Archery | Arrow Nocks – Correct Size


One of the really small things that can be overlooked in archery. And I do mean literally small It’s the size of your nocks. Now for most people, this won’t really matter. But it does matter. As most of you know by now, when you nock the arrow it clips on to the string and the nocking points hold it in place. You draw the string back you let it go and the arrow comes off. What you may not know, is that arrow nocks actually come in different sizes. Having the wrong size can lead to significant spreads in your groupings. There are two aspects of nock size. The size of the throat and the size of the slit. Here, I have two different Easton pin nocks. The green one is large and the red one is small. Though bear in mind that these are just my colour choices and you can get these in any colour. For comparison, I have also got several other assorted arrows. There are a few simple tests you can do to check nock size. Nock your arrow and point the bow down. It should stay on by itself. If the arrow drops off completely, the nock is obviously too wide. Next, twist the string in your fingers. The arrow should stay in place. Finally, give the string a sharp tap. The arrow should fall off. If the arrow passes these tests you have got a good fit. Here, I am testing my smaller nocks on the same string. The arrow doesn’t rotate. So the throat is fine. But, tapping it, doesn’t achieve anything. So the slit, is too narrow. Here, I have got a much thicker centre serving. Using the small nock you can see that as I rotate the string the arrow also moves. If the throat is too small and thus the arrow rotates with the string the action of releasing the string off the fingers will induce a horizontal force. This will lead to left and right inconsistency. If the slit is too small then the arrow will have a harder time leaving the string. It will leave the string regardless. But, the tighter it is the more energy it takes, for it to leave the string. Which means it loses velocity. Not only that, if it has to fight it’s way off the string there are irregular forces acting on it. With a slightly larger nock it leaves the string cleanly. Which means there is less force acting on it and it’s going to be a cleaner, straighter shot. What this means, is that if you don’t have nocks that fit then, your groupings won’t be as tight as what you are aiming for. You can still shoot very well, but, this is one of those one percenters, which will come back to haunt you if you are trying to beat your personal best. In terms of exactly how snug the fit should be that doesn’t matter too much. For target shooters, having a slightly wider nock that can be easily be tapped off, means it is optimal for range. But, if you are a bow hunter and you are in the field that size might be too clumsy, because arrows can be knocked off. So you might want to use a tighter nock. But, if the nocks are way too wide and the arrow is falling off before you have even shot that is extremely dangerous. The arrow comes off the bow before you release it you have effectively dry fired it and that can destroy your limbs. It is worth noting that if you are are using factory made strings rather than making your own, the centre serving is usually on the slightly thicker side. So it is a tight fit for most nocks. If the centre serving is too thin and the arrow falls off too easily you will need to address this. You can use dental floss to add padding to the serving. But this is generally recommended as a short term temporary measure because the dental floss will over time wear out and you will have the same problem. The only way to properly address this, is to replace the centre serving or, replace the nock. You can take off the serving and use a thicker thread to make it thicker. Some people actually use a double layer of serving to make it extra thick. Or, you can work the nock itself. Some people would use a drill to widen the throat and slit. Generally speaking though, as long as the nock fits and the arrow doesn’t fall off, it’s fine. Getting that perfect fit isn’t as important for a beginner but if you are past that stage and looking to optimize your scores then, it starts making a difference. Anyway, I hope you have found this helpful. This is NUSensei, thanks for watching and I will see you next time.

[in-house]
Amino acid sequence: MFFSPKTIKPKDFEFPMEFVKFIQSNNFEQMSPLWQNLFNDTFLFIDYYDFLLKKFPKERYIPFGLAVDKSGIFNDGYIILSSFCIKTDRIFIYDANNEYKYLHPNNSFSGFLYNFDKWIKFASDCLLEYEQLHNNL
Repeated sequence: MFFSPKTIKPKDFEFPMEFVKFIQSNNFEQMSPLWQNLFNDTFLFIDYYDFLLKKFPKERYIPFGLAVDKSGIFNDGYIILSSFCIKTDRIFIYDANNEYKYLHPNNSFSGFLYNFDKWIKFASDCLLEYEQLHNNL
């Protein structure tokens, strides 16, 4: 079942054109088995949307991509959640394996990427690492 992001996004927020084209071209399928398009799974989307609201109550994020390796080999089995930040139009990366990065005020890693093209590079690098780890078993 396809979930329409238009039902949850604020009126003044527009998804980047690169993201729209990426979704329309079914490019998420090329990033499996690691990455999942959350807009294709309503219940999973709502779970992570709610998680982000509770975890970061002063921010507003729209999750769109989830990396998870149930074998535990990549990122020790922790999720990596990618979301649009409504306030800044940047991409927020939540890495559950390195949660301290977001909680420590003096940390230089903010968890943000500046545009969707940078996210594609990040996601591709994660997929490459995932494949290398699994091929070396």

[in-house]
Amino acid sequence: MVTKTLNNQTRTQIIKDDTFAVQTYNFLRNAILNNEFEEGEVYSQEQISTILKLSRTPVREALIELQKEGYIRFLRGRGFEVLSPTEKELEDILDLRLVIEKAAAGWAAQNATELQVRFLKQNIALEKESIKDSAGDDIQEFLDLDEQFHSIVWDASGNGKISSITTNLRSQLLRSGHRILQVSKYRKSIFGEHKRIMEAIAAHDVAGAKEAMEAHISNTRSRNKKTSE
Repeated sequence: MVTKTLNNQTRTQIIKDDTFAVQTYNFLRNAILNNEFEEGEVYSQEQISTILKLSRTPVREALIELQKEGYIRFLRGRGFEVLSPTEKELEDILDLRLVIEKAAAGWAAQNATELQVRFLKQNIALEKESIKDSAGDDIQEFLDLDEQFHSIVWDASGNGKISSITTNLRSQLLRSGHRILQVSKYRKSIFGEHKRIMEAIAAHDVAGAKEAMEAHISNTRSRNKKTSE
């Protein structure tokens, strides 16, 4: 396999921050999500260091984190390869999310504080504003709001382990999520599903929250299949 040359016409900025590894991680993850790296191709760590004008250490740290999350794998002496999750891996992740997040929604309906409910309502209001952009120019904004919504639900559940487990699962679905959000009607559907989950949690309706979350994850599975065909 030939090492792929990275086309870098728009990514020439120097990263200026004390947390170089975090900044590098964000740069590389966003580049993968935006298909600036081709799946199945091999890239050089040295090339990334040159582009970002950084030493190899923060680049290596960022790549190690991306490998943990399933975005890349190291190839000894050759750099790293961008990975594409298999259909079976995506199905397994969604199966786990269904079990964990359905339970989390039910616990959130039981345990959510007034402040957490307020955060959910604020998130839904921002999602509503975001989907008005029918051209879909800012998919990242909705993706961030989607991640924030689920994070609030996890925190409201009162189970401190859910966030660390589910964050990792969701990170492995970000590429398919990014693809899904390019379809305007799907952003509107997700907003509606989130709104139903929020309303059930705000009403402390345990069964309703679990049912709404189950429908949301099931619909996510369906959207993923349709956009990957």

3 thoughts on “Archery | Arrow Nocks – Correct Size

  • I just got my first bow (rented). The shop rents these kits with a decent beginner bow, all the equipment etc, and let you choose between a couple of arrows for it. When it arrived I immeadiatly noticed that something is not right: super thick serving on the string, super thin nocks. It's so bad, you essentially have to rip the arrow off the string with force.
    I got on the phone with the shop and they guy was trying to tell me that this is normal and I shouldnt worry about it. Even when I said I would pay them for a string with a thinner serving he kept on telling me that this wasn't possible and that there is no such thing. He advised me to make the nocks wider with either a file or a lighter, but according to the internet, both these approaches are not a good idea.
    I'm so mad at this company, I can't even describe it.

  • I have some nocks that are a little tight and I wondered if it were some safety faux pas (or even taboo?) to abrade or drill a few thousandths of an inch off the throat or groove (whichever or both as needed) and so I'm glad to see the idea being thrown around by an expert. I am a trained and accomplished craftsman, the plastic nocks are newish (not old or brittle), and I do inspect before use and so I had a feeling, all things considered, this would be OK. Thanks. OW my eye!?! J/K

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